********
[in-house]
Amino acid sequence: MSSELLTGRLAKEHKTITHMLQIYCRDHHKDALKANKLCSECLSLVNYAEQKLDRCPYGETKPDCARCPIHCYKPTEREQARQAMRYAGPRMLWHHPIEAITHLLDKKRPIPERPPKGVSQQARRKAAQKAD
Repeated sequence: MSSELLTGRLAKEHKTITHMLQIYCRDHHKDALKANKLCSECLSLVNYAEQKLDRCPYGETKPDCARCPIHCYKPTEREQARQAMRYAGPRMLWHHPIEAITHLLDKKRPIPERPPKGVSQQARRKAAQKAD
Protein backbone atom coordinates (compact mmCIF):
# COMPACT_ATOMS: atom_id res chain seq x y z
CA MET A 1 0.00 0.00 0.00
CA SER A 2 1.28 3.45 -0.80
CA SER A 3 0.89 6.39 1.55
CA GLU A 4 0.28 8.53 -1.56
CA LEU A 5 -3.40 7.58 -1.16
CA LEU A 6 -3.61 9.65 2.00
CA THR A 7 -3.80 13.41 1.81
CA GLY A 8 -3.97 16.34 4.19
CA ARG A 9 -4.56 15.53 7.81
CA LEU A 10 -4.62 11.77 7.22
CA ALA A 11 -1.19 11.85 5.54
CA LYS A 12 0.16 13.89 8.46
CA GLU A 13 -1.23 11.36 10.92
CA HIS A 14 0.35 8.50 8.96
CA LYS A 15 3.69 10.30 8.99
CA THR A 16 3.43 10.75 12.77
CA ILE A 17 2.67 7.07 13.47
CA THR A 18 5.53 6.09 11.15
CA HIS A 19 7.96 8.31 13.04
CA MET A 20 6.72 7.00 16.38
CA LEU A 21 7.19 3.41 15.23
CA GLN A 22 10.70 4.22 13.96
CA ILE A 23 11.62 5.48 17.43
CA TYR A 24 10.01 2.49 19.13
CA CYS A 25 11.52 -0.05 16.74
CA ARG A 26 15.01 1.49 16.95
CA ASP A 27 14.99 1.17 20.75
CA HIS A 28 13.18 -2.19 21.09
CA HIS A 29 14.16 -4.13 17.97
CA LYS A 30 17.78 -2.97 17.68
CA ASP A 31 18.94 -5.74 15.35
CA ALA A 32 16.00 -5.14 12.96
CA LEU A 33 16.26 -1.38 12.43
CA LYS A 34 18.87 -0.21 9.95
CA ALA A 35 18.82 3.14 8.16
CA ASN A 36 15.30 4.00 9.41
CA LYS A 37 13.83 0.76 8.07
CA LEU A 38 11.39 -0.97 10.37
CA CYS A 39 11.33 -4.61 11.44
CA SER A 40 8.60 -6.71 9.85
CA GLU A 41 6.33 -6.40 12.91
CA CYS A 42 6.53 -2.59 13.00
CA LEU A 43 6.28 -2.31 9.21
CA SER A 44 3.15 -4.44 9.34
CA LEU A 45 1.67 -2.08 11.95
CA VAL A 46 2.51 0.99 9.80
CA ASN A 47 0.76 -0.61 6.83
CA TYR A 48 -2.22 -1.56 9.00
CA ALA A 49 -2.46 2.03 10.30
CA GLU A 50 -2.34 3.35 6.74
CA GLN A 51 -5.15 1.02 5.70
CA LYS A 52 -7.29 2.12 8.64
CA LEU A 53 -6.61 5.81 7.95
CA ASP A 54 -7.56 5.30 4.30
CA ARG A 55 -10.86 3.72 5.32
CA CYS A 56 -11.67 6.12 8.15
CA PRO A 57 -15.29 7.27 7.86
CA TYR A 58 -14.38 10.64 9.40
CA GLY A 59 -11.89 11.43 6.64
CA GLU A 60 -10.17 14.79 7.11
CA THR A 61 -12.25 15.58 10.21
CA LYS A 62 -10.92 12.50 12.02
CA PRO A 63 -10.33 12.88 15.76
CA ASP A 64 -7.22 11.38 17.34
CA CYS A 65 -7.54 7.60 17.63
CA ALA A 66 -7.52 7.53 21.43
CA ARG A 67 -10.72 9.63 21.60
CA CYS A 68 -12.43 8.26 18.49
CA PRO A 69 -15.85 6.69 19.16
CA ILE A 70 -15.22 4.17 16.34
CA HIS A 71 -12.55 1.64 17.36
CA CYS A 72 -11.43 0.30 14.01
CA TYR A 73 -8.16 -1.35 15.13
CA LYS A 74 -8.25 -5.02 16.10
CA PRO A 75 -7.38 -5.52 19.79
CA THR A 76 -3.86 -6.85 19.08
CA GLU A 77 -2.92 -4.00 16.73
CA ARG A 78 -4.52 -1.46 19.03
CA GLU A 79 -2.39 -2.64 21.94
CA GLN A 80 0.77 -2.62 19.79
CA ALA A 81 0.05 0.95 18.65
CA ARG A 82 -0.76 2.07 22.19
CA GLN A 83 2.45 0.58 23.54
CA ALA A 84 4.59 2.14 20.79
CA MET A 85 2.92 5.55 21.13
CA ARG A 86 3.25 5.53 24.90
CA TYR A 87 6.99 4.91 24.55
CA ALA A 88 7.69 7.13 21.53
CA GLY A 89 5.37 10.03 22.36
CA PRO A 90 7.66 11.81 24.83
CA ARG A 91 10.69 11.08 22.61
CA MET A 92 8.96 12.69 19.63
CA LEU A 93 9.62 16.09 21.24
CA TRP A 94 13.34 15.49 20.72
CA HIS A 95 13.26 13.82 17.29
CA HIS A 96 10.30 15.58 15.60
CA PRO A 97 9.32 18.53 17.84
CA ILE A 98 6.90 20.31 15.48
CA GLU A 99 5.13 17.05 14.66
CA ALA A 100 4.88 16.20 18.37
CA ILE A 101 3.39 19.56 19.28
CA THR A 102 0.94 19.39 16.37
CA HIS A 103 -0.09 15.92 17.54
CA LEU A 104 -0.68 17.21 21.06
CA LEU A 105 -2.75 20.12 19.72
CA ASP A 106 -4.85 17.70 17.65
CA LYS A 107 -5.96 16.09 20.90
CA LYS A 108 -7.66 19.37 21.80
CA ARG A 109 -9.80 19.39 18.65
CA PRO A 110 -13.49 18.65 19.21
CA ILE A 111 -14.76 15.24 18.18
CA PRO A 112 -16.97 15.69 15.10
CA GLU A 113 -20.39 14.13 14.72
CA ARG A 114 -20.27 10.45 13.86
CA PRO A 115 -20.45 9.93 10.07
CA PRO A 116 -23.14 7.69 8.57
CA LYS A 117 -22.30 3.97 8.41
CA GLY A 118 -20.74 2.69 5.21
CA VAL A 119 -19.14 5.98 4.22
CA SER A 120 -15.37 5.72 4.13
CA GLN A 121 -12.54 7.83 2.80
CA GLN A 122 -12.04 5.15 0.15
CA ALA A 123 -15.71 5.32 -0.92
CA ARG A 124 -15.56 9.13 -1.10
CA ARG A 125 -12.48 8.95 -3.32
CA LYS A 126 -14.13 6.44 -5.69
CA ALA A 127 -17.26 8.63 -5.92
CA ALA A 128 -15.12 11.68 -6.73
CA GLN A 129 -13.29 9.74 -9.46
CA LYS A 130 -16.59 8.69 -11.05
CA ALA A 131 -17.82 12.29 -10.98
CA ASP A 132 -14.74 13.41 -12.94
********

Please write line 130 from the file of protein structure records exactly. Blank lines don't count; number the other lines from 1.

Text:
CA ARG A 125 -12.48 8.95 -3.32